In our last article on smart frames, we built a SmartShape that maintained a constant border-thickness, no matter the size of the shape.
It was a fairly simple frame, it got the job done, but it had a uniform frame-thickness all the way around, and offered no way for an end-user to change that thickness.
In this article, we’ll add some flexibility to the shape by making separate margin parameters for each side. We’ll also expose the margin settings to the user via Shape Data fields.
Freedom for All Sides!
The best part about a smart frame is that the border stays the same when we resize the shape. But that doesn’t mean we want the border to be the same thickness all the way ‘round!
Monitors and displays are often thicker on the bottom. Racks have thin rails for sides, and thicker bits on top and at the bottom. One might start to think of drawing frames for title blocks and zones that allow more space on one side for hole-punches and binding. The list of examples is endless.
So lets free up our sides! The first step is to add three more User-defined Cells section, so that we can control the thickness of each side of the frame.
So whip out a copy of your shape from the first article, and open up the ShapeSheet. You can add user cells by:
- Placing your cursor in an existing User-defined cell
- Choosing Insert Row from the menu
Do this three times. Then rename the original cell, and give the new ones names. You should see something like this when you’re done:
You can set the values to whatever you feel like. But only User.marginLeft will have any sway, because we haven’t linked the geometry to the new cells.
Re-smarten the Geometry
Geometry 2 represents our inner-frame, and it needs to be modified to take advantage of our new parameters. I could go on about the theory, but it’s probably easiest to just copy the new formulas shown in the ShapeSheet below.
Remember, if you get lost in the vertex-soup, you can always look for that black dot in the drawing window. It visually shows you which vertex is represented by the geometry cell in which your cursor is currently sitting!
Now you can individually specify a value for each margin! Go ahead, enter some wacky values and take your new shape for a spin!
Above, you can see four different margin thicknesses. But the margins still maintain their sizes, no matter how we stretch the shape!
Link to Shape Data Fields
Now, let’s give our end-users access to the frame’s settings. And no, you Visio die-hards, Window > Show ShapeSheet is not an end-user feature!
We’re going to expose the user-cells to the world by linking them to Shape Data fields (Custom Properties for Visio-2003-and-earlier users)
Now, Visio has a nice user-interface for adding Shape Data fields, but since we’re already in the ShapeSheet, we’ll do it the programmer way:
- Right-click somewhere in your ShapeSheet Window
- Choose: Insert Section…
- Check Shape Data
You’re done! You should have a shiny new Shape Data section, with one row in it:
Not extremely useful or interesting, except that if you go back to the drawing window and select your shape, you’ll notice that the Shape Data window displays your brand-new field! (Note: you might have to turn the window on via: View > Shape Data Window)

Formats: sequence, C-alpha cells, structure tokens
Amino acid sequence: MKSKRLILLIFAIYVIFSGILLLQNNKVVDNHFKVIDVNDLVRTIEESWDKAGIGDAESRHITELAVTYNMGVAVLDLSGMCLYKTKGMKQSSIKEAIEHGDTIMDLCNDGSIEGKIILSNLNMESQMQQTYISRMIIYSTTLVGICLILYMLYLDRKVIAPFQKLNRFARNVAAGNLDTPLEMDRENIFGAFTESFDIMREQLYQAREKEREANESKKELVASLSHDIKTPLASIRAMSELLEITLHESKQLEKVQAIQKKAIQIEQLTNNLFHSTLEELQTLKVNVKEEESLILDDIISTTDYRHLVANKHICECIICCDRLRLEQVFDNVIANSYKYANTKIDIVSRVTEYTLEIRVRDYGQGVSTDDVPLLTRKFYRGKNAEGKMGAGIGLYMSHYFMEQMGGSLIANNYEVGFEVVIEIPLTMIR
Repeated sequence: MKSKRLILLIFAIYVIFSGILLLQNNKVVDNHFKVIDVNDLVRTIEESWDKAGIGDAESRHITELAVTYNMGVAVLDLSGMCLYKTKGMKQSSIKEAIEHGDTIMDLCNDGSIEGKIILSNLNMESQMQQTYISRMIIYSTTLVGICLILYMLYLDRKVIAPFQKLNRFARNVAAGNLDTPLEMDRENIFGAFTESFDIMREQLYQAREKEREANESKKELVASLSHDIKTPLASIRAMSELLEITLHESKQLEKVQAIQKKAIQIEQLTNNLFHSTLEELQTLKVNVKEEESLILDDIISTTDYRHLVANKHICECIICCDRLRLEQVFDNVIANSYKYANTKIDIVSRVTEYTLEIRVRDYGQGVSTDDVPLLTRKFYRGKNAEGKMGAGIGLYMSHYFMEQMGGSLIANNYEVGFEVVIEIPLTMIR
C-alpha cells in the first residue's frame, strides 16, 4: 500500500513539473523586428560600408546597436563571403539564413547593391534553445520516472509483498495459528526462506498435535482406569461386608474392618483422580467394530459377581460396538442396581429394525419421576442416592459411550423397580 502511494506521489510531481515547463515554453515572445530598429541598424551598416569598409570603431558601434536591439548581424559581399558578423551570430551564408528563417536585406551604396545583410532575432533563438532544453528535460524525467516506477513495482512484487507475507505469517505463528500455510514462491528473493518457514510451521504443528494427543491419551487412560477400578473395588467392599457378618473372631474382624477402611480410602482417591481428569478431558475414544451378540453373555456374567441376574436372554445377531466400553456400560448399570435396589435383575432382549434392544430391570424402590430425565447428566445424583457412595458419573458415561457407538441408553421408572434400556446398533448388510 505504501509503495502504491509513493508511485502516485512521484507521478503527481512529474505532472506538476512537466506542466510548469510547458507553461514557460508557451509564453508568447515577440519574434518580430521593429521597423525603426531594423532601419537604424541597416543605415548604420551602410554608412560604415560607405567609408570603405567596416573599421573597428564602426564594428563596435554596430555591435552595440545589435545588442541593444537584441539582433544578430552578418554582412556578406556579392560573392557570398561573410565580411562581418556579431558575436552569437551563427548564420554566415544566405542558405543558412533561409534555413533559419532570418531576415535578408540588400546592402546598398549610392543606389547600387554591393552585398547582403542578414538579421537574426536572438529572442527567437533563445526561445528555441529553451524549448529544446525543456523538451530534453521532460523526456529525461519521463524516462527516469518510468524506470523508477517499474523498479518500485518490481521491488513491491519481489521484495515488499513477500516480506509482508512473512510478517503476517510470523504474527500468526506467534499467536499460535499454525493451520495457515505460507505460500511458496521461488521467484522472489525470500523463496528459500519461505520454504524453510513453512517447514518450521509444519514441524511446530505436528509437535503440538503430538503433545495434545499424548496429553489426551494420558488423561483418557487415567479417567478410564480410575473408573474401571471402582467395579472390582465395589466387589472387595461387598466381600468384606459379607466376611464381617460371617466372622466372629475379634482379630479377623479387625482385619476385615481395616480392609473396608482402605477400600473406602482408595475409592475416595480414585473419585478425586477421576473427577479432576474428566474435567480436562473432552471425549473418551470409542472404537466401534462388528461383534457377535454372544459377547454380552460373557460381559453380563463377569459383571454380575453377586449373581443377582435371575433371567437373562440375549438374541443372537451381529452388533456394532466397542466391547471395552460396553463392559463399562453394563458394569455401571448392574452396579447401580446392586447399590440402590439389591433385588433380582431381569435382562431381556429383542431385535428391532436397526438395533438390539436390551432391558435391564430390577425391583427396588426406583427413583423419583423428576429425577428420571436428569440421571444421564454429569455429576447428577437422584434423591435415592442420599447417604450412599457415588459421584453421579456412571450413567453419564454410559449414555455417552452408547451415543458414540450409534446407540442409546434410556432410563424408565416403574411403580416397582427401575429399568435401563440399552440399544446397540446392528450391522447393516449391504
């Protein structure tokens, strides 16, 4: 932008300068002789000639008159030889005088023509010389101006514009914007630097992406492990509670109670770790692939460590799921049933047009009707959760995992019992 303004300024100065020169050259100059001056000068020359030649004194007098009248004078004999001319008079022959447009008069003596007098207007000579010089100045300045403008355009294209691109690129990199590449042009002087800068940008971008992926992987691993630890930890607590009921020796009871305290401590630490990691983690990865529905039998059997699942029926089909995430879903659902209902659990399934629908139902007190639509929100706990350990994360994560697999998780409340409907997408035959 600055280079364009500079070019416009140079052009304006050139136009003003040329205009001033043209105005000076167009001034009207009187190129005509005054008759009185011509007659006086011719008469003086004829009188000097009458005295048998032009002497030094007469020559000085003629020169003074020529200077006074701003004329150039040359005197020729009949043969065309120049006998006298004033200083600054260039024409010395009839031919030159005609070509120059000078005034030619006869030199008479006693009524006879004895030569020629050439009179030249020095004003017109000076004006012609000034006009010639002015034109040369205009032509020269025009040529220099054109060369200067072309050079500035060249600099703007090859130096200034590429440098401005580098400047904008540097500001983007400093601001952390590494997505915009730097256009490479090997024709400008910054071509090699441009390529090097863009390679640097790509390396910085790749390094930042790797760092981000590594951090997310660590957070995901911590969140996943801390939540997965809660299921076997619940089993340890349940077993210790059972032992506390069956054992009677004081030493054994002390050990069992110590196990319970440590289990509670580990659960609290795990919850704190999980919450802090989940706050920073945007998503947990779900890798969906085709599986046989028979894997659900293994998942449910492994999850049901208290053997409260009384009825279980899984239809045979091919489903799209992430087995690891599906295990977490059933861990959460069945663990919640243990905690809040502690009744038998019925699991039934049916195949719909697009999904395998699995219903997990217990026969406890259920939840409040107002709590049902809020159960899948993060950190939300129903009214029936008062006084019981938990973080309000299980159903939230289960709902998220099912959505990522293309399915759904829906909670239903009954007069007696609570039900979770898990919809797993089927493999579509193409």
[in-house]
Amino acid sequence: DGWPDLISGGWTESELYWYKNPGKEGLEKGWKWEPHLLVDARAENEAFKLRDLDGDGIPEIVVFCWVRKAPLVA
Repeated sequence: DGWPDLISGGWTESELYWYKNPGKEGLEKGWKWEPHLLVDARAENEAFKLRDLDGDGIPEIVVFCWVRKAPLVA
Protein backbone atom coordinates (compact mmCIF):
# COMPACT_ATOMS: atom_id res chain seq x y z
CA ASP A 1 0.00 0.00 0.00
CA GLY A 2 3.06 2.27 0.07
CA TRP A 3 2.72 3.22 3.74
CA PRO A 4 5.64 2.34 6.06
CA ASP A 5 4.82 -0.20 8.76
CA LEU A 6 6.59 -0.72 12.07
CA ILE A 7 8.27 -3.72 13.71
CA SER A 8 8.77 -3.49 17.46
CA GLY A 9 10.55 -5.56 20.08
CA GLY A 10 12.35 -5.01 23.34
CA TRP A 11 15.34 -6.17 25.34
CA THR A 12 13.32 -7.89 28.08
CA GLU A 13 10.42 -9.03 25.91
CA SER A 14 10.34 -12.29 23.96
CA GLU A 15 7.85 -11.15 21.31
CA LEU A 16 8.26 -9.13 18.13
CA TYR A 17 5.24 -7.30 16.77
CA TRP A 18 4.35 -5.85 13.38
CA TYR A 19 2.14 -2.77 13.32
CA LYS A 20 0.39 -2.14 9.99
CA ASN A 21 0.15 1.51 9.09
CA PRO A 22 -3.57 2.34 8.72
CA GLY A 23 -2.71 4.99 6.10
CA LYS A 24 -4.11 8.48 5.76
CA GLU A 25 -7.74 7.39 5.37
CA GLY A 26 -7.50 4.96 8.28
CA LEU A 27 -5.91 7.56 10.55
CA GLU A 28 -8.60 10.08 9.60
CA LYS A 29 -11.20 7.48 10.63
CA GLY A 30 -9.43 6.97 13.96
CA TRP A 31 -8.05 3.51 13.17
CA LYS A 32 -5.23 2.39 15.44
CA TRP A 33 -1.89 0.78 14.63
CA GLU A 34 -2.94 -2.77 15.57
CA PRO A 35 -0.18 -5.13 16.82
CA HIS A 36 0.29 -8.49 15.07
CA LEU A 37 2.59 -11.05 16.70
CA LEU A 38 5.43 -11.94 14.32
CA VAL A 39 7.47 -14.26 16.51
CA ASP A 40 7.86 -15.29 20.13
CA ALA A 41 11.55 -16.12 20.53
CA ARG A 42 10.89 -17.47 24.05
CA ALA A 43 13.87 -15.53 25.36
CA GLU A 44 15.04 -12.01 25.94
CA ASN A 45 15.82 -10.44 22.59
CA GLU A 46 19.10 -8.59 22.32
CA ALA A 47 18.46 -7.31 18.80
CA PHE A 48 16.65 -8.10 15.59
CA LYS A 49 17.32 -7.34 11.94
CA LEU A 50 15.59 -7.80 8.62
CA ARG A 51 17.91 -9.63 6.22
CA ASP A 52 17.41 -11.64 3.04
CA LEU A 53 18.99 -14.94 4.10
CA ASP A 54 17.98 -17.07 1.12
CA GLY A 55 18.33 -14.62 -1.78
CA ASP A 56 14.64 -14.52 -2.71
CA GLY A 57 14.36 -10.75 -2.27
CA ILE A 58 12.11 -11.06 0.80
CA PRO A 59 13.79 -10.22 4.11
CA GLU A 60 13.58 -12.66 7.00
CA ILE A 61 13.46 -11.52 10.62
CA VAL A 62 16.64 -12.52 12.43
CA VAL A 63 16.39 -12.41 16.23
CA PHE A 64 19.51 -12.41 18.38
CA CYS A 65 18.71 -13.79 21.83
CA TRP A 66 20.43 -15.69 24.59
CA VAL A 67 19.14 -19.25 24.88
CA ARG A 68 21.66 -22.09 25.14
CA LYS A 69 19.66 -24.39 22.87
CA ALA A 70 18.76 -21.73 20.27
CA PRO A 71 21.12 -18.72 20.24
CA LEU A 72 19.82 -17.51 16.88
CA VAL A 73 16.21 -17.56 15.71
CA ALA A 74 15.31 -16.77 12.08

Now the obvious thing to do would be to add three more rows of Shape Data and link each one of them to the corresponding User-cell. But let’s not be so obvious!
You see, the neat thing about having both the User-defined cells and the Shape Data fields is that we can choose what to expose to the user.
I mentioned earlier the case of monitors and displays. They usually have equal thicknesses for the left, top, and right sides, but the bottom is thicker—it adds a stabilizing visual weight to the aesthetic.
So lets just add two Shape Data fields. One for the margins on the left, top and right, and another for the bottom. I’ll let you figure out how to get your Shape Data section to look like this:
|Prop.MarginLTR||Left, top, right margin||2||5 in|
|Prop.MarginBottom||Bottom margin||2||5 in|
The Label cell is what the user sees in the Shape Data window. You can add some pretty text so that the user doesn’t have to read MarginLTR and get scared.
Type = 2 tells Visio that this field should hold a number (or a value-unit pair.) If the user enters “Bob” in the Shape Data window, Visio will complain that Bob is not a number. But 2in, 3mm, 4miles, etc. will be perfectly fine.
Re-smarten the User-cells
Now your geometry cells are just as smart as they were before we added the Shape Data. But the User-cells are now the weak-link. They still don’t know diddly about the user-interface, and the new parameters we just added.
Soooooo hook ‘em up, cowboy!
By the way, you create cell-reference formulas just like you do in Excel:
- Put your cursor in User.marginLeft
- Type “=” (cell waits for more info)
- Click on the Value cell in Prop.MarginLTR
- Hit Enter
Sounds familiar, eh?
You can download a Visio drawing containing this version of the smart frame and and check your own version against it:
Download “How to Make Smart Frames and Bezels #2”s!Aj0wJuswNyXlhVXo4gF0rQ7tQqeG – Downloaded 1171 times – 103.00 B
In the next article on Smart Frames and Bezels, we’ll add a way for users to directly manipulate the frame borders using control handles, so stay tuned!
Be sure and read our previous articles on How to Build Smart Frames and Bezels:
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